Those who know Anna will know she has got a lightness to her. Her warm arms wrapping around you every time she sees your face, even if you’ve seen each other every other day that week. While she looks at you with her big smile lines, she’ll make sure to put you before herself, every single time. 

However, her best friend Georgie also acknowledges that she wasn’t sure Anna would ever be the same after her accident.

“From the minute Anna arrived at Dunedin Hospital, to the minute she left, it wasn’t obvious whether she would be the same person that we knew on September 3rd.”




Sue Kelly, a Brain Injury Liaison Officer from Brain Injury New Zealand, provides information, education, and support to those who have suffered brain injuries. Kelly says many symptoms can have lasting effects. “Almost everybody will experience fatigue and memory impairment, and social cues are often compromised, as well as heightened anxieties,” Kelly says many will continue to lead a happy and healthy life, while others will grieve for a life they will sadly never get back. Thankfully, Anna got her life back with no physical disruptions, but still struggles with some of the psychological side effects of her brain injury. “My anxiety has increased hugely. I’m paranoid about everything now. When I hear sirens, I’m worried its somebody in my family, and I get anxious when family members or friends go on long road trips.” She also struggles with driving others, “I don’t want to put other people at risk,” she said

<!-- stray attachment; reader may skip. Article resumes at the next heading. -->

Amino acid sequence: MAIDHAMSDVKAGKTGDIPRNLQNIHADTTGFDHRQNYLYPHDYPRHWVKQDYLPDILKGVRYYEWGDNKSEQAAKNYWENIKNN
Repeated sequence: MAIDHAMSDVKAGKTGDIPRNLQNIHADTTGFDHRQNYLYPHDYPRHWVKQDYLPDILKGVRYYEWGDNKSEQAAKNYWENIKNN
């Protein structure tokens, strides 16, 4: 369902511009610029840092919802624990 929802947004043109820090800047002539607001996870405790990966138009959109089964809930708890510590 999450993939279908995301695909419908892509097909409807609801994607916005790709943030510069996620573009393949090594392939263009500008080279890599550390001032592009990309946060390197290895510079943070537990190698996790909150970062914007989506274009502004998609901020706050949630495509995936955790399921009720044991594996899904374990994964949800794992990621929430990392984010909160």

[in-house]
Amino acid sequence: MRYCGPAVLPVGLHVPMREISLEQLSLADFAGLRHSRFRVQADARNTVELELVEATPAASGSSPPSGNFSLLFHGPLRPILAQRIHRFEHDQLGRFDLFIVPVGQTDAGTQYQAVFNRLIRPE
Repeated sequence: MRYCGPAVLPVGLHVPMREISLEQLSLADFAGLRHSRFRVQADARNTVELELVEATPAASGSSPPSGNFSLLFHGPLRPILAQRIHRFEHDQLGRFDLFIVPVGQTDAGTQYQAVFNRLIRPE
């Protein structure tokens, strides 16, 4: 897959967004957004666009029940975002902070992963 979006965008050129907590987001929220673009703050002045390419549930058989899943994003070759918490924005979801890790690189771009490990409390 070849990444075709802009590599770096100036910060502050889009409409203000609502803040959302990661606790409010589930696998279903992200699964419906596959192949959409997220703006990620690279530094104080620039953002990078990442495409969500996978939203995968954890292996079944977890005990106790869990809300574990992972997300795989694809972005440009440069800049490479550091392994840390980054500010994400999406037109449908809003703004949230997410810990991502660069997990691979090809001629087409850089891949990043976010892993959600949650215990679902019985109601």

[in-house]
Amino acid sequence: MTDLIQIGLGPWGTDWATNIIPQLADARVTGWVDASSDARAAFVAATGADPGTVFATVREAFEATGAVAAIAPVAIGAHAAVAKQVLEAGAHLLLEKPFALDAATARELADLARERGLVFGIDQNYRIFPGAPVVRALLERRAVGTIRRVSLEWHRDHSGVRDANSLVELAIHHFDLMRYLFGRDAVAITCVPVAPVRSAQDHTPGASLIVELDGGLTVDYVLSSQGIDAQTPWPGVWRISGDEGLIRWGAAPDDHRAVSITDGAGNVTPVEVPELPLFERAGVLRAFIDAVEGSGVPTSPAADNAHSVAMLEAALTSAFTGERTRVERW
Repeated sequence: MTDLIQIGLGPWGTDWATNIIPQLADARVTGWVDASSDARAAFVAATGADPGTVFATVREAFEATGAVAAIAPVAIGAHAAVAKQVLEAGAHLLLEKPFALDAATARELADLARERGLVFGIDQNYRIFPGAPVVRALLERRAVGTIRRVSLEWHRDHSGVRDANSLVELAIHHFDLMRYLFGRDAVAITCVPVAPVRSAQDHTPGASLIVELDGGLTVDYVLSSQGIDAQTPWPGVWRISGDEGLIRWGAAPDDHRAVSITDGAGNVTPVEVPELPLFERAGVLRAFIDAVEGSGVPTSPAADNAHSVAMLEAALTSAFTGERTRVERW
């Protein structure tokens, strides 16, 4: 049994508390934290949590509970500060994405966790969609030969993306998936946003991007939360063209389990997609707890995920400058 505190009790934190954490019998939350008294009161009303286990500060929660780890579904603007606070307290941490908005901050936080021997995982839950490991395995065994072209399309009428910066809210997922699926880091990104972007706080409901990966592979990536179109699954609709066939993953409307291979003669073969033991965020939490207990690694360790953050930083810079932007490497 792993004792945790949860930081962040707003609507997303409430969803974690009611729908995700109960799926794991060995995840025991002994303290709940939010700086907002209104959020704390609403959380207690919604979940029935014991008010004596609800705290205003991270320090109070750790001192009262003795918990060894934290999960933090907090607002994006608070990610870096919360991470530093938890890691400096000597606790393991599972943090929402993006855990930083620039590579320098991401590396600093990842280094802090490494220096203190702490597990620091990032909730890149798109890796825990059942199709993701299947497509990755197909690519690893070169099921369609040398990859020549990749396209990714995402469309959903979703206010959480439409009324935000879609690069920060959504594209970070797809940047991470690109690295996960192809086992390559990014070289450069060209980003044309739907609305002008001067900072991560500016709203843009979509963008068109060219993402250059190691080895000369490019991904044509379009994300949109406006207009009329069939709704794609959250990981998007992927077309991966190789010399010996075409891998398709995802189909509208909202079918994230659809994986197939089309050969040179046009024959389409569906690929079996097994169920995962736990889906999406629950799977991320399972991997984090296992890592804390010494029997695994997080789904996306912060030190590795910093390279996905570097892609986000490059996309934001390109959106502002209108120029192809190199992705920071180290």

Anna also acknowledges that because her anxiety isn’t something you can physically see, others can sometimes struggle to understand that it’s something that she carries with her daily, but something she is working on constantly.

Stronger, Better, Brighter

The beach is a place Anna feels relaxed and free. It’s a place she chose to sit on the first anniversary of her accident alongside her friends, eating fish and chips, thinking about the year just passed.

Now, on the second anniversary of her accident, Anna is a content, cheerful young woman who lives her life just ever so slightly different than before. “After the accident, I realised how easy it is to lose somebody you love. Everybody used to say ‘life is short’ and it never influenced me until it was nearly taken away. You take things for granted so much, and I do so much more now than I did before the accident.”

Though, Anna says her life is “so much brighter now.” She works full time in a marketing job she loves while flatting and spending quality time with those closest to her. She volunteers with an organisation called Radio Lollipop and enjoys working on little projects.



 “I find everything more amazing now. I went into Harvey Norman the other day and didn’t want to leave. Such small things can add the most happiness into my life now.”




The accident was a definite bump in the road for Anna, but it doesn’t define her. She is still the sunshine in the room, with arms that will wrap around you before you get the chance even to say hello with her smile lines always popping out to say hello, so for that, we count our lucky stars.